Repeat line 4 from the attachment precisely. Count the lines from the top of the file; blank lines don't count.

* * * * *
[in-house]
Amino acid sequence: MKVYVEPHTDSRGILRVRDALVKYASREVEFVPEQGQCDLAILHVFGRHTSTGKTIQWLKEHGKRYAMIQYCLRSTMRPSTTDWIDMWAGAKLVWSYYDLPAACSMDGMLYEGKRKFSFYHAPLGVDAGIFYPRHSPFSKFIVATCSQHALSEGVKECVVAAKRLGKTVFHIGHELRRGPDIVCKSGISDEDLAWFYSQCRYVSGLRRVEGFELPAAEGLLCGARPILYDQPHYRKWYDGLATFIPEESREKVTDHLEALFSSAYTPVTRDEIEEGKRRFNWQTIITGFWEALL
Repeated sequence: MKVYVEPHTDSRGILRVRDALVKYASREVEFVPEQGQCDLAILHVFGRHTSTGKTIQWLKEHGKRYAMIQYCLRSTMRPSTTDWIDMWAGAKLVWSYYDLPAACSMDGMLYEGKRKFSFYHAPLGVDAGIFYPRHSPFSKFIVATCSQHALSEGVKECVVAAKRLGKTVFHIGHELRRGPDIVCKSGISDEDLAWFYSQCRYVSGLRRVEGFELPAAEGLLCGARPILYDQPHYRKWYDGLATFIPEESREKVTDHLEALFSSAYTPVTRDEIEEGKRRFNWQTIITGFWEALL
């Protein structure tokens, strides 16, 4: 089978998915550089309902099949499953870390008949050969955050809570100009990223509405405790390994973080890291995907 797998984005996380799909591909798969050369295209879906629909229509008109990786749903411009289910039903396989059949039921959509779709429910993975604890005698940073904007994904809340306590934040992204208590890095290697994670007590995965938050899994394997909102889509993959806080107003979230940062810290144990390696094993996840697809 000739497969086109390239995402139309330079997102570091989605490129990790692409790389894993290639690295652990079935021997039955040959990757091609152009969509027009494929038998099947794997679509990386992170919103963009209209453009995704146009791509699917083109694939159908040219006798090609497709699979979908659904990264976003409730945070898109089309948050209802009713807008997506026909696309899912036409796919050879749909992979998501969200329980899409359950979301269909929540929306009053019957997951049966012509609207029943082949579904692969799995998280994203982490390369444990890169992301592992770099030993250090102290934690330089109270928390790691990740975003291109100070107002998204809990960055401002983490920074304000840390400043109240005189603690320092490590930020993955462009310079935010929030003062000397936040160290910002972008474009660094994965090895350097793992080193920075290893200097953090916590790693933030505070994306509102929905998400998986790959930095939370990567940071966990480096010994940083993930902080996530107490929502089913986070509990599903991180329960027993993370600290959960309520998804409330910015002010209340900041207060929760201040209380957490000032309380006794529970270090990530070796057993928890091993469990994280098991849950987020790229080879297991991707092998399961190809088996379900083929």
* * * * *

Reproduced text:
């Protein structure tokens, strides 16, 4: 089978998915550089309902099949499953870390008949050969955050809570100009990223509405405790390994973080890291995907 797998984005996380799909591909798969050369295209879906629909229509008109990786749903411009289910039903396989059949039921959509779709429910993975604890005698940073904007994904809340306590934040992204208590890095290697994670007590995965938050899994394997909102889509993959806080107003979230940062810290144990390696094993996840697809 000739497969086109390239995402139309330079997102570091989605490129990790692409790389894993290639690295652990079935021997039955040959990757091609152009969509027009494929038998099947794997679509990386992170919103963009209209453009995704146009791509699917083109694939159908040219006798090609497709699979979908659904990264976003409730945070898109089309948050209802009713807008997506026909696309899912036409796919050879749909992979998501969200329980899409359950979301269909929540929306009053019957997951049966012509609207029943082949579904692969799995998280994203982490390369444990890169992301592992770099030993250090102290934690330089109270928390790691990740975003291109100070107002998204809990960055401002983490920074304000840390400043109240005189603690320092490590930020993955462009310079935010929030003062000397936040160290910002972008474009660094994965090895350097793992080193920075290893200097953090916590790693933030505070994306509102929905998400998986790959930095939370990567940071966990480096010994940083993930902080996530107490929502089913986070509990599903991180329960027993993370600290959960309520998804409330910015002010209340900041207060929760201040209380957490000032309380006794529970270090990530070796057993928890091993469990994280098991849950987020790229080879297991991707092998399961190809088996379900083929």